Lael Ensor-Bennett, curator of the Visual Resources Collection, provides images and teaching support to faculty and students. She manages Johns Hopkins Digital Collections, and in addition to her digital projects, she's currently working with a large collection of 35mm teaching slides that H. Alan Shapiro, W. H. Collins Vickers Professor of Archaeology Emeritus and Academy Professor, asked her to evaluate.
Students are inventorying the slides and helping to determine which should be digitized, but once that's accomplished, Ensor-Bennett has a loftier goal in mind. Because the slides represent the sweep of Shapiro's teaching career, Ensor-Bennett suspects that computational intelligence may be able to help find and tell a story, even though she doesn't know yet what that story might be. It might be about pedagogy, she says, or the canon, or the history of slides and image-making.
"There's a growing interest in defunct technology. I'm thinking about how to leverage that to explore how the history of art was taught throughout time, and how that's changed, and what we can learn from our existing slide collection," she says.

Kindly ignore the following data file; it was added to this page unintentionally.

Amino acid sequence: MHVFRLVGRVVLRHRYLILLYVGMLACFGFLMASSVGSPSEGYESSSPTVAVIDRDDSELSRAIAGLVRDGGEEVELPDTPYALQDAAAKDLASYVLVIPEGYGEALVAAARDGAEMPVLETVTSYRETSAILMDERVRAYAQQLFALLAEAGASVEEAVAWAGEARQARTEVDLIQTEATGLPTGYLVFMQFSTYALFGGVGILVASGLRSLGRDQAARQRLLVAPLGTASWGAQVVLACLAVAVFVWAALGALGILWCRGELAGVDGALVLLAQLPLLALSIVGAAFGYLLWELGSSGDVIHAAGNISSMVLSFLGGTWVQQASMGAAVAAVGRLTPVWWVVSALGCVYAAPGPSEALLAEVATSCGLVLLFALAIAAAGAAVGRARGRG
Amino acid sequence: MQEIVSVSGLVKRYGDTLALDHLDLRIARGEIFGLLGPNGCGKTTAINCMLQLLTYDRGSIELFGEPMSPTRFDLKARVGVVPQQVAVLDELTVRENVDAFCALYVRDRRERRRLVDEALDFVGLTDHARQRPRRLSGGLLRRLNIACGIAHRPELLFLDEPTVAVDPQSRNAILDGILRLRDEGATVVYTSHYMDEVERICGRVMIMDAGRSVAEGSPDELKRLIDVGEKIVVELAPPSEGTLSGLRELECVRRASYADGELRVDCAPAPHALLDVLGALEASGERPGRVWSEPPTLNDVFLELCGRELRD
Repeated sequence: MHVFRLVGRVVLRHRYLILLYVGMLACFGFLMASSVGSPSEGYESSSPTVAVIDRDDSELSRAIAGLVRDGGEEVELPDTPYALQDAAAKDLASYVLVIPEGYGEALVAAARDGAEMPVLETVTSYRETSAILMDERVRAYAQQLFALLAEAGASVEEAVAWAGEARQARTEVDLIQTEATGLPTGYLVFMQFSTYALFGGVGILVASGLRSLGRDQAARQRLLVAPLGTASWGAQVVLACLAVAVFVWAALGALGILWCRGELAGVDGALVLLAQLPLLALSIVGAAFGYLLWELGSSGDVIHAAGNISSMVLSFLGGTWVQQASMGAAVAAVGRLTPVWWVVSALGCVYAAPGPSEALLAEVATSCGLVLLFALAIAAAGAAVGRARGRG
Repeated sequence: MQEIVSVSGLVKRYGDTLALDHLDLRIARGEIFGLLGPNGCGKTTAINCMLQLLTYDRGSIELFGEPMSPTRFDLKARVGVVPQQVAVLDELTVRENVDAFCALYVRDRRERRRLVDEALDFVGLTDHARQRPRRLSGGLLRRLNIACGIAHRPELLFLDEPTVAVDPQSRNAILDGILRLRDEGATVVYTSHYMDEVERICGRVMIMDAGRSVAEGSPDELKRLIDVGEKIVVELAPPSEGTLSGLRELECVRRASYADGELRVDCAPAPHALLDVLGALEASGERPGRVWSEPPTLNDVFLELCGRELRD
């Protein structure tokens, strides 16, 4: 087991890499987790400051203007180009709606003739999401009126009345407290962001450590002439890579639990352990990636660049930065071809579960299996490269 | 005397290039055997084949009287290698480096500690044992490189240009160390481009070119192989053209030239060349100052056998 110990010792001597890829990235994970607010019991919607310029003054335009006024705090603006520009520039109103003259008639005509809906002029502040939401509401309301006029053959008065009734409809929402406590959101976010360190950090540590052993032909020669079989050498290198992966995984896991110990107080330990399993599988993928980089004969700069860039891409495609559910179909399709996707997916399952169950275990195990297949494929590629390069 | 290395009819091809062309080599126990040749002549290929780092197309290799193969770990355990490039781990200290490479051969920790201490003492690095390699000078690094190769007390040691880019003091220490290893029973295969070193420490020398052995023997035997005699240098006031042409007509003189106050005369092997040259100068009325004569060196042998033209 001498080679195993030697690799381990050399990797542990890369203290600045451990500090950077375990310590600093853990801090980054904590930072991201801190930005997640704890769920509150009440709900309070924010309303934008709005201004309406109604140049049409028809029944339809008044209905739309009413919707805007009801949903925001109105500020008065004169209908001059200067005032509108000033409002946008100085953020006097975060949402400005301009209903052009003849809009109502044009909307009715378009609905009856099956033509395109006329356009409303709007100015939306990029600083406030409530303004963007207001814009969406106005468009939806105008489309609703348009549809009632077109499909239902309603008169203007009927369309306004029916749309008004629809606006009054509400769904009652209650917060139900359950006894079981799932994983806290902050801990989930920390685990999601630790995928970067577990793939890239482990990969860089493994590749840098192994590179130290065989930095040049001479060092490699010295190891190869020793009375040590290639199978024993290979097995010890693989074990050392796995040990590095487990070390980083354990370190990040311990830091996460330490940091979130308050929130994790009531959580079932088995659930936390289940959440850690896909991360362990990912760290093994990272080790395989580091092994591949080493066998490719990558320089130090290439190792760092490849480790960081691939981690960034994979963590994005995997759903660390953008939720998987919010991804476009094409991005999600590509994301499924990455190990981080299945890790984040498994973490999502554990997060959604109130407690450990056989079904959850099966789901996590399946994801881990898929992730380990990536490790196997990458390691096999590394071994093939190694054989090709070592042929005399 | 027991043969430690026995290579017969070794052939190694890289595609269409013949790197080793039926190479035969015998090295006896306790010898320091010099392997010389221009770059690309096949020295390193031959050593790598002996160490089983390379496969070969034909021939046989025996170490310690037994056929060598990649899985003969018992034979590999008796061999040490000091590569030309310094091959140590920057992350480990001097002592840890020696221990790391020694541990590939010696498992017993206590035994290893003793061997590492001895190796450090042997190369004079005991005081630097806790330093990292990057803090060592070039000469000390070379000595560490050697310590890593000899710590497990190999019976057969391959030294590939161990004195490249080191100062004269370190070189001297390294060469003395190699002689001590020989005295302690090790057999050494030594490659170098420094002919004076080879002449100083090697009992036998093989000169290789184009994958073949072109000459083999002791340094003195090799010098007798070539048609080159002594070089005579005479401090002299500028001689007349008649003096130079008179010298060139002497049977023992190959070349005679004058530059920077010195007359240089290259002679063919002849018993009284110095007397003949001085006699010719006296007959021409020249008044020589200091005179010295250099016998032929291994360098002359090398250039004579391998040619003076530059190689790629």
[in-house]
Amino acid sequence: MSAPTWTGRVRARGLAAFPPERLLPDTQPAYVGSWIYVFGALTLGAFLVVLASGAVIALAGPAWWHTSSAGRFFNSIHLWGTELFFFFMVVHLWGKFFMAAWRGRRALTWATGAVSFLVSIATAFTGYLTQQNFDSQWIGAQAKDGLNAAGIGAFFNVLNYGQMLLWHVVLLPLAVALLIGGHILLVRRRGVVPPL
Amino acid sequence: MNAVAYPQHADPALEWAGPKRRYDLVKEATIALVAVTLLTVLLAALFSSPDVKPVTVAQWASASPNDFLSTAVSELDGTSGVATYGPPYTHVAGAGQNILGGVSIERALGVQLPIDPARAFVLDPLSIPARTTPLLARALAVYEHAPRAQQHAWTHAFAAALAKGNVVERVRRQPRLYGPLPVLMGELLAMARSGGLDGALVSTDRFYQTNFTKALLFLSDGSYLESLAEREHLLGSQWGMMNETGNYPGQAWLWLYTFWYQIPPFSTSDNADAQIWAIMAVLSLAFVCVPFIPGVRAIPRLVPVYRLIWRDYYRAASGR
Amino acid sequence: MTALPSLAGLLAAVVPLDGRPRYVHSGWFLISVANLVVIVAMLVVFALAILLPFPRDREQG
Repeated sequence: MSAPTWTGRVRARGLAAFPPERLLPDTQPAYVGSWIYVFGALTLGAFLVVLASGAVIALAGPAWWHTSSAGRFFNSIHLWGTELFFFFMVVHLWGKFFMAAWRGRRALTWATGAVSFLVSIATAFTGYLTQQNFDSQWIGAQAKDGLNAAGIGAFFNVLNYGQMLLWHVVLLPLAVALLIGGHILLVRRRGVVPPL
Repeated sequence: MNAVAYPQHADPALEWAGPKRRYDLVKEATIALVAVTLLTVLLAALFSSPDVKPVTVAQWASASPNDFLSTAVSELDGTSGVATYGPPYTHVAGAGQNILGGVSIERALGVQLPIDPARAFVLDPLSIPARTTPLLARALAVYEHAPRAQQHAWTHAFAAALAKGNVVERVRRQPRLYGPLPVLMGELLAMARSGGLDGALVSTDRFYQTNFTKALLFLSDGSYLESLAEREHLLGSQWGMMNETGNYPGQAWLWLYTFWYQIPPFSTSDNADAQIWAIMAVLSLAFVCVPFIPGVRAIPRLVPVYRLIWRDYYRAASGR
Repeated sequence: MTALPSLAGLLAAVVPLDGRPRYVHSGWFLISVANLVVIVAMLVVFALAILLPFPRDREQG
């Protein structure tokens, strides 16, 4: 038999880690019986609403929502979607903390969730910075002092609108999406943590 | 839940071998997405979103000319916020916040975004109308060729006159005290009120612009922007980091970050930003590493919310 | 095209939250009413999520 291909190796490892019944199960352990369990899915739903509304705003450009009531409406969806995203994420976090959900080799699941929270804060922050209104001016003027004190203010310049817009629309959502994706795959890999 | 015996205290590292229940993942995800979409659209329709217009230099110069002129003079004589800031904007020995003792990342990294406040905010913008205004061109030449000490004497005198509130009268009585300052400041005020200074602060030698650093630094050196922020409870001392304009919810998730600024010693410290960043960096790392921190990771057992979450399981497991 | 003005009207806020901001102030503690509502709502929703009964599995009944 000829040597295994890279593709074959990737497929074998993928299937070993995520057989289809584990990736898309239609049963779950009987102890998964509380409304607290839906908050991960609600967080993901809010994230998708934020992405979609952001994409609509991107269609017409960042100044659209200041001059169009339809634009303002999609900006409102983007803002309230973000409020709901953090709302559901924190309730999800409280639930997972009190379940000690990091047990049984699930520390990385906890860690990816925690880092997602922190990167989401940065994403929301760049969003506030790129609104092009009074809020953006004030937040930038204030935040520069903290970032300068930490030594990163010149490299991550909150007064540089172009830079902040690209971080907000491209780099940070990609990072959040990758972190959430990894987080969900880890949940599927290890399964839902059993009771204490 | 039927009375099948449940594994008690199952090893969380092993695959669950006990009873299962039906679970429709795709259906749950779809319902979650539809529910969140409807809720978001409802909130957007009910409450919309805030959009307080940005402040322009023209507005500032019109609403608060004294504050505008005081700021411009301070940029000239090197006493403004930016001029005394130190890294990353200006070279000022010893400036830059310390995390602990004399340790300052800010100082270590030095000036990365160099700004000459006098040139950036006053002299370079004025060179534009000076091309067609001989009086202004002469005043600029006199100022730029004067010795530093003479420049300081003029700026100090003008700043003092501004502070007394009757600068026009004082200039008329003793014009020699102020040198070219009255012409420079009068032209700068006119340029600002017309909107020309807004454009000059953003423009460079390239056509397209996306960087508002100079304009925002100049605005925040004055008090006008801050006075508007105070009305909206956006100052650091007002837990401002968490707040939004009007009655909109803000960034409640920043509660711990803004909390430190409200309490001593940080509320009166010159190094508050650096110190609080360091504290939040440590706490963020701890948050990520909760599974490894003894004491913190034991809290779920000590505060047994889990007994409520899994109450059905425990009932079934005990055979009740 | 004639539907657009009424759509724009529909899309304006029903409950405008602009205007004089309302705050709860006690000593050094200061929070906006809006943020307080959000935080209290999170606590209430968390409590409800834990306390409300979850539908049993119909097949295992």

That promise of exploring not-yet-imagined areas of inquiry is at the heart of digital humanities, Messner says. The CDH is working with scholars from Near Eastern Studies, for example, who have amassed large inventories of cuneiform tablets and are eager to explore what is possible to do with the data.
"That's where this collaborative moment can happen," Messner says. Once the center helps to make the data machine readable, a surprising element may become visible. Maybe that element is itself of interest in the scholar's field, or maybe it sparks a connection to an open research question.
"The idea is that we're building a system comprehensive enough to allow for any field's field-specific data to be something that can be inspected computationally," Messner says.
Where does ChatGPT fit in?